A problem is that far too many students don’t do this. Their decisions can be made on flimsy criteria such as: “my boy/girlfriend is going to _______ so I’m going there too”, or “my daddy wants me to study ______ at ________ so that’s what I’m doing”, or “that college give too many / few first class honours degrees”, and for older students “I don’t know how I will juggle in studying with the job and family life but I feel obliged to obtain a masters”. A student’s goal on entering college is likely to effect the award classification they get on leaving. If entry goals are so varied and in some cases, shallow, what can we really expect?
This looks like a debate that will run and run.
I couldnt even begin to comment.
The latest UK QAA report on “concerns about academic quality and standards in higher education in England” has asked and attempted to answer the following question types (apologies if my paraphrasing has distorted anything) –
- Are there enough student-staff contact hours to enable students to reach graduate standards of achievement?
- Do low rates of contact with staff represents poor ‘value for money’ in a fee-paying environment?
- Is there an admissions problem of students with insufficient English language skills, the result of which is all students (not just the linguistically challenged) have an impoverished learning experience?
- Are there sufficient ongoing availability and/or effective support mechanisms in place to deal with deficient language skills?
- Are international students and their advisers sufficiently knowledgeable about higher education teaching, learning and assessment practices in the UK? Do they know what to expect when they arrive here?
- Are the intentions, operations and role of external examiners clear?
- Are the inputs, reports, and recommendations of external examiners appreciated by the institutions they are externing? If not, why not? What does this imply about the concept of external examiners?
- To what extent is there variation in the way that institutional assessment regulations are applied by individual schools or departments (with potential impacts on parity and fairness)?
- Is the degree classification system applied consistently across different departments, schools and institutions?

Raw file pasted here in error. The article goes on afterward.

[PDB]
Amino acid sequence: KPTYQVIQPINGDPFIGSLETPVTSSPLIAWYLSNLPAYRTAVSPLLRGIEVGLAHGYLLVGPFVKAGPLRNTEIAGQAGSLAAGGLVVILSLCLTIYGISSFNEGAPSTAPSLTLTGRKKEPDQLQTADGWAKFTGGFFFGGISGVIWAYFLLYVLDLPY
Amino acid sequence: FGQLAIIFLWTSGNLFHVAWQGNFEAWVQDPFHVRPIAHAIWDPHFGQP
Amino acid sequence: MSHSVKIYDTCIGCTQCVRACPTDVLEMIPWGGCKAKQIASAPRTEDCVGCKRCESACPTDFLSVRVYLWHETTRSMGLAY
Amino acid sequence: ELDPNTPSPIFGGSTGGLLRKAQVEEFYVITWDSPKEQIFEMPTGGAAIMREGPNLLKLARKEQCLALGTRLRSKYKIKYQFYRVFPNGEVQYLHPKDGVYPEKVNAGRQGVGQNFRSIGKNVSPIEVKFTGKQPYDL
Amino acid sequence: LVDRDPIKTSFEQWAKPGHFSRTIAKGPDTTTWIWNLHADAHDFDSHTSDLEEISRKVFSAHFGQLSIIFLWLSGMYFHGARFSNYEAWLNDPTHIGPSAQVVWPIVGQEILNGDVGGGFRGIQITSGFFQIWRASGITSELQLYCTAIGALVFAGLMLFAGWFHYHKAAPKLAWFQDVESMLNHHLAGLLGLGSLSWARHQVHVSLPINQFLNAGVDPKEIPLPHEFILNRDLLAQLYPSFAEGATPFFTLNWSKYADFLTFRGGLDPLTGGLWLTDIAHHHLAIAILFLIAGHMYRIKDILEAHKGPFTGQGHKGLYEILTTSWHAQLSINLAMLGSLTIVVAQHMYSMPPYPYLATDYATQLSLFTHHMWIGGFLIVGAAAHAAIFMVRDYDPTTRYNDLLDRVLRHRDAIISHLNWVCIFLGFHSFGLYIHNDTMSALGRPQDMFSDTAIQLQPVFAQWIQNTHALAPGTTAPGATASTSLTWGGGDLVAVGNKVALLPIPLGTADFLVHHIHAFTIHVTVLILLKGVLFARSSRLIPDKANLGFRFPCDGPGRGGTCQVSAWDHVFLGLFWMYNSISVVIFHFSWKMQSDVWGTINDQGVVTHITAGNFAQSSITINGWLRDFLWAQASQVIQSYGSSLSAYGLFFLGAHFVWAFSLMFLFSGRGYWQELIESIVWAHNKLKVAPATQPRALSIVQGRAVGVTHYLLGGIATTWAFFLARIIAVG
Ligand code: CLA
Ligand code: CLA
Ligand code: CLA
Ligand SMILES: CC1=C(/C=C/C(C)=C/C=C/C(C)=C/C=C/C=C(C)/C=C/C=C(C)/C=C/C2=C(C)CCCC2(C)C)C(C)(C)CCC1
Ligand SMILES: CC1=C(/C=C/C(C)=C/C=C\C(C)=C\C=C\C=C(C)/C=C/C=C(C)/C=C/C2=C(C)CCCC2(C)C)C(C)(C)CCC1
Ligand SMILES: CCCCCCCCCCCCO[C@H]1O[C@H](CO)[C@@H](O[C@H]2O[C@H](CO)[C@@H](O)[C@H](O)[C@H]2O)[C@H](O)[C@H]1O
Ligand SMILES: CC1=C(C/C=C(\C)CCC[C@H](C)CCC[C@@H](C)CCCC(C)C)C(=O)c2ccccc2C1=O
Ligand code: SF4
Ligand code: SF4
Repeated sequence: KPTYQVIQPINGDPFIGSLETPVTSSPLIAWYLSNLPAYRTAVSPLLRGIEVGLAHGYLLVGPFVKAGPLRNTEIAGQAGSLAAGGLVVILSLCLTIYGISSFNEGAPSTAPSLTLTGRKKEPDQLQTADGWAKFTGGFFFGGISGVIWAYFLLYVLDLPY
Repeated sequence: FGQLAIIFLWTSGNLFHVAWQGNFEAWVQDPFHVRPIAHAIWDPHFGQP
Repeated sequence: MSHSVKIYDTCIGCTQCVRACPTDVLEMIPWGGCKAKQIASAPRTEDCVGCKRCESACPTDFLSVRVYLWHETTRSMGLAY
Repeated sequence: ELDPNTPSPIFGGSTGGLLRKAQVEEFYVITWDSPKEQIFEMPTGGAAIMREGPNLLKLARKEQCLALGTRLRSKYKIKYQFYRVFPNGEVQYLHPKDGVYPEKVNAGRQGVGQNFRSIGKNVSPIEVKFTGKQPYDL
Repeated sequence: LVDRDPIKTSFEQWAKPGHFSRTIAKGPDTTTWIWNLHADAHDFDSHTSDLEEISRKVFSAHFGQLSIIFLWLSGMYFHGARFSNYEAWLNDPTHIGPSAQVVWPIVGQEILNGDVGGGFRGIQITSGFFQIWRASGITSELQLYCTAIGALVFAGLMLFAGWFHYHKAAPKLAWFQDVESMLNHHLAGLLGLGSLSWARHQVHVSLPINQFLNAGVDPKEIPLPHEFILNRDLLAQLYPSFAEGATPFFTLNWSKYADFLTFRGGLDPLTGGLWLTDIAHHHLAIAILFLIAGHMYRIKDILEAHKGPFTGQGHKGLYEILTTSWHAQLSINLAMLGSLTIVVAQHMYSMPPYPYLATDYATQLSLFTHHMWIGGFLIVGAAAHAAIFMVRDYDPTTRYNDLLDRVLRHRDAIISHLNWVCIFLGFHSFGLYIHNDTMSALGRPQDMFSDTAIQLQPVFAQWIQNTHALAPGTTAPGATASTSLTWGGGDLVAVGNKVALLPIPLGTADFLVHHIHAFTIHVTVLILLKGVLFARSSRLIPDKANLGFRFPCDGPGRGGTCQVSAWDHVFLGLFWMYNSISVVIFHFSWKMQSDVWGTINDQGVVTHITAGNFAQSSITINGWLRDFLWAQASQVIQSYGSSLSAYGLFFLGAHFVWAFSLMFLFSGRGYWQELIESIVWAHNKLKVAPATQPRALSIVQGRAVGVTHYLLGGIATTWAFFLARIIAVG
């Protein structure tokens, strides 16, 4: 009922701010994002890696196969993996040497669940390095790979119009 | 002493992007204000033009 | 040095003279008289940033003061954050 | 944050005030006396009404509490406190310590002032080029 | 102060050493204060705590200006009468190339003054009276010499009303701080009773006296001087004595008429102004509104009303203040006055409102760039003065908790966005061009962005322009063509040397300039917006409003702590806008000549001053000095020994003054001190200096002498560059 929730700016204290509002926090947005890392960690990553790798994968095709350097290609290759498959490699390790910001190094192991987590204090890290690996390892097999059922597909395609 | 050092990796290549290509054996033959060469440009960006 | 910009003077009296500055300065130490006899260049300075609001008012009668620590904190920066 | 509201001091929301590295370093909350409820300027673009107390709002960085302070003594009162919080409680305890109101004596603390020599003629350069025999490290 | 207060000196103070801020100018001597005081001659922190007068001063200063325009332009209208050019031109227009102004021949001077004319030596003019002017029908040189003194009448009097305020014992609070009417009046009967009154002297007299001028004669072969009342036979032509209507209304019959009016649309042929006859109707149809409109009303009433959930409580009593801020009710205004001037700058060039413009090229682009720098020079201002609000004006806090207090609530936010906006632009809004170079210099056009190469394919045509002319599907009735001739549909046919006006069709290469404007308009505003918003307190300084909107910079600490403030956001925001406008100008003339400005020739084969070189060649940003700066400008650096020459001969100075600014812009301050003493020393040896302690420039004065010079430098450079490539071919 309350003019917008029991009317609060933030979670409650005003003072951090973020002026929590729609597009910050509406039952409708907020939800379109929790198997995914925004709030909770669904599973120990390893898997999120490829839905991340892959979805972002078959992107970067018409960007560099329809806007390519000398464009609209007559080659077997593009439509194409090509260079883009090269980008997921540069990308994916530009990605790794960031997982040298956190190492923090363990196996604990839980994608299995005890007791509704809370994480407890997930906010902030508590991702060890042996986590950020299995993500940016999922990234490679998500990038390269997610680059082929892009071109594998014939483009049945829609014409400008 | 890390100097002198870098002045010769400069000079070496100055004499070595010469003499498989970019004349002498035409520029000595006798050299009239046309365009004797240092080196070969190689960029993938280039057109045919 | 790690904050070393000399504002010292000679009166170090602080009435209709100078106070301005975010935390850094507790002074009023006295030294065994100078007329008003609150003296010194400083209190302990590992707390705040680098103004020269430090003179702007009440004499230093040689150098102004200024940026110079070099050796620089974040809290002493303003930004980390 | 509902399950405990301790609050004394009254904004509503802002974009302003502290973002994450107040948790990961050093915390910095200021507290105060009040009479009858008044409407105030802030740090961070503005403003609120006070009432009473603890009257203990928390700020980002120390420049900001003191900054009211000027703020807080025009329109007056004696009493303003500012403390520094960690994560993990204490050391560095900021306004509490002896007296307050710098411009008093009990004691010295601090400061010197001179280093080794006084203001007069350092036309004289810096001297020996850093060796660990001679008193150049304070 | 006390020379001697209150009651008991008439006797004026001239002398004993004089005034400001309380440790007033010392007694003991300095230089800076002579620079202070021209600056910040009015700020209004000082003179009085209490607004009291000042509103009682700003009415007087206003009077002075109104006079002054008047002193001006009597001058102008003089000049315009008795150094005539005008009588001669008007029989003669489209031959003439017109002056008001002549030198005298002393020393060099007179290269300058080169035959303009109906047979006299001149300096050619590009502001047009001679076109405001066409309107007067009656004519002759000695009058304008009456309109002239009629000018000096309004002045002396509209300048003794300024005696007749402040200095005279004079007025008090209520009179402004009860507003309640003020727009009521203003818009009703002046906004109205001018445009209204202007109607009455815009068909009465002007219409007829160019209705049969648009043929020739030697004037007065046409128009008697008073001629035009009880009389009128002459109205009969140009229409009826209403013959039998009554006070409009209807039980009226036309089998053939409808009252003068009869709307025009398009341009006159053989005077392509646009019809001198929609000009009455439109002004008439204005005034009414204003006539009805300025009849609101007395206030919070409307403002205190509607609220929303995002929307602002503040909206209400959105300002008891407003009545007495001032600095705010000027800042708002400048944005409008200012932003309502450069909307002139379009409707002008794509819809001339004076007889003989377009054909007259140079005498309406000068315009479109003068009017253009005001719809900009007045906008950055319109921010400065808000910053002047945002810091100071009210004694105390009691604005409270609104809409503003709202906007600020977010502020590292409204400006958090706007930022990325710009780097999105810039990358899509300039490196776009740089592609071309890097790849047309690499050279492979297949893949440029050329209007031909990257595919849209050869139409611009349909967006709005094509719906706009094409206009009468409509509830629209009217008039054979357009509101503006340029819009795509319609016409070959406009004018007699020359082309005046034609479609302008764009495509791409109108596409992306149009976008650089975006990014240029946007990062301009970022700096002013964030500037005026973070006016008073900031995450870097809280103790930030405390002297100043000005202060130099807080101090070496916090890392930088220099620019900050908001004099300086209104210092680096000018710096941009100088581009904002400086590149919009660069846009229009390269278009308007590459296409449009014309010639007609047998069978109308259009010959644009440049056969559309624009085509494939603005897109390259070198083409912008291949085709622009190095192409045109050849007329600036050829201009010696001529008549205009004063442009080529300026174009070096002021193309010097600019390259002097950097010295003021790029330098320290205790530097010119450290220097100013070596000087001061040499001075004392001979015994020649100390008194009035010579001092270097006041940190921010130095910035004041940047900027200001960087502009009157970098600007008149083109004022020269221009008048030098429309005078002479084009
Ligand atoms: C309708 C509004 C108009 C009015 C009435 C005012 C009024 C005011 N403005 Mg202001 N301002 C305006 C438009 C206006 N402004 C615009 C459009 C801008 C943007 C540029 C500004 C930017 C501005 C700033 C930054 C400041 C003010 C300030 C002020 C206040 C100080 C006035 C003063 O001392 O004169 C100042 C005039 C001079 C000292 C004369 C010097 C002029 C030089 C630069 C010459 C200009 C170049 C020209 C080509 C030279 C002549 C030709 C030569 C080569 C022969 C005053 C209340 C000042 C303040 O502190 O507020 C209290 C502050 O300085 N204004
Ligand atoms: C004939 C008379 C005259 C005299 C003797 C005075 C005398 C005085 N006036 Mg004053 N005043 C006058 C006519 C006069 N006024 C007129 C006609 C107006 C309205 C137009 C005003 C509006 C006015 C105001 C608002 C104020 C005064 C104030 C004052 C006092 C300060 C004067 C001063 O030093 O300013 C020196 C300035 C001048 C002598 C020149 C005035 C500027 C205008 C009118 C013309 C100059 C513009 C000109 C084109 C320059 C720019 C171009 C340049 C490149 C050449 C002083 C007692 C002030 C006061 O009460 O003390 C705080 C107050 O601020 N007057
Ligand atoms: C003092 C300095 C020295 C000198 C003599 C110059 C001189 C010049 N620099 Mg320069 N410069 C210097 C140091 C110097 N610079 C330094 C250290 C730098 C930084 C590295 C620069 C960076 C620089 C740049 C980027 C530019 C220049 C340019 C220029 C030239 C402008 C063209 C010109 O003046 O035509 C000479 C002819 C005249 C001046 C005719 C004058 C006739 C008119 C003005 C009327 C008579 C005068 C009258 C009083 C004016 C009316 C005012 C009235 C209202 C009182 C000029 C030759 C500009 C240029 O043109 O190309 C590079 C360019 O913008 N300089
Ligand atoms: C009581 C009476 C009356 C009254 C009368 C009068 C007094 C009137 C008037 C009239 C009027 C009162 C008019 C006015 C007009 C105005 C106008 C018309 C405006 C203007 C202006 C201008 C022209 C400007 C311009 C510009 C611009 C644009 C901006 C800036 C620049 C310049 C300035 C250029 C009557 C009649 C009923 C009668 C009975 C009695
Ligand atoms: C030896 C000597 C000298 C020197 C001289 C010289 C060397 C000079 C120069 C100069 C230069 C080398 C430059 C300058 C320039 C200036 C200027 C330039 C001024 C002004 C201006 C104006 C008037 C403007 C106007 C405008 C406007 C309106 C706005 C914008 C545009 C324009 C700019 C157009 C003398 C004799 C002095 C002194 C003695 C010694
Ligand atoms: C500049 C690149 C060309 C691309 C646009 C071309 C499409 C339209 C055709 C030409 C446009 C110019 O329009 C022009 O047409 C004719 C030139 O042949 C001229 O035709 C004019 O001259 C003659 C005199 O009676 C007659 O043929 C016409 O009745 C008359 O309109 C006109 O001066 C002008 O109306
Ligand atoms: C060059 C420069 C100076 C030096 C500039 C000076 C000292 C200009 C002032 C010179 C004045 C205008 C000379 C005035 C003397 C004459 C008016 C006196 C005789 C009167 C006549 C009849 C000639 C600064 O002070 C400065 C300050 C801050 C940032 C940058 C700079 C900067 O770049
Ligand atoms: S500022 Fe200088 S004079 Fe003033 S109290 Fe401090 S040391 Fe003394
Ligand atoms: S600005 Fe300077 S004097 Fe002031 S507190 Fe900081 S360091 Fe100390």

- What do the terms “academic quality” and “academic standards” actually mean?
- Do those inside educational institutions and those outside of them (e.g. the media) have the same understanding of subject benchmark statements and other reference tools used by institutions in setting and maintaining academic standards and academic quality
To what extent should the same questions be asked here in Ireland?
What might the answers look like?
Quote from todays Guardian – “There’s a tension between teaching a love of literature and skilling them up for life”.
Apparently, learning outcomes, mission statements, class room objectives, targets, measurements, assessment range / variety / breadth, etc are all more important than the content of all the learning. The joy of a good story has been replaced by analysing the grammar structures in it.
Have we gone too far? Is learning now so structured and rigid that it’s all about ticking boxes and the joy of discovery and creativity and exploration is dying?
On the one hand, yes, there are now a lot of boxes to be ticked in order to ensure the appropriate quality control is taking place. Making sure all the boxes are ticked is a full time job in itself. As for interpreting the boxes……. Asking a representative sample of academics from across a number of colleges / universities what they understand by “students are capable of critical analysis, evaluation and synthesis of new and complex ideas”. While there might be broad agreement on the generalities, there are likely to be as many answers as numbers in the sample.
On the other hand, guess who’s celebrating his 70th birthday today. There’s a reason why Seamus Heaney is our most celebrated poets here in Ireland. His works are represented on the school curriculum for a reason. Here’s an interesting interpretation . All commenters have an opinion. Yes, some are more supported and insightful than others but there’s no denying the range of viewpoints and opinions on the meaning of the poem.
Poetry is a form of written expression that’s particularly interesting. The meaning of the words is intricately bound up how they are presented. Meter and rhyme are as critical as the words and both are mutually interactive.
There is a happy medium. Discovering and exploring the works of the great poets, dramatists and novelists requires an honest connection with both the words and their structure. Isn’t that balance what English teachers should be aiming for.? Isn’t it?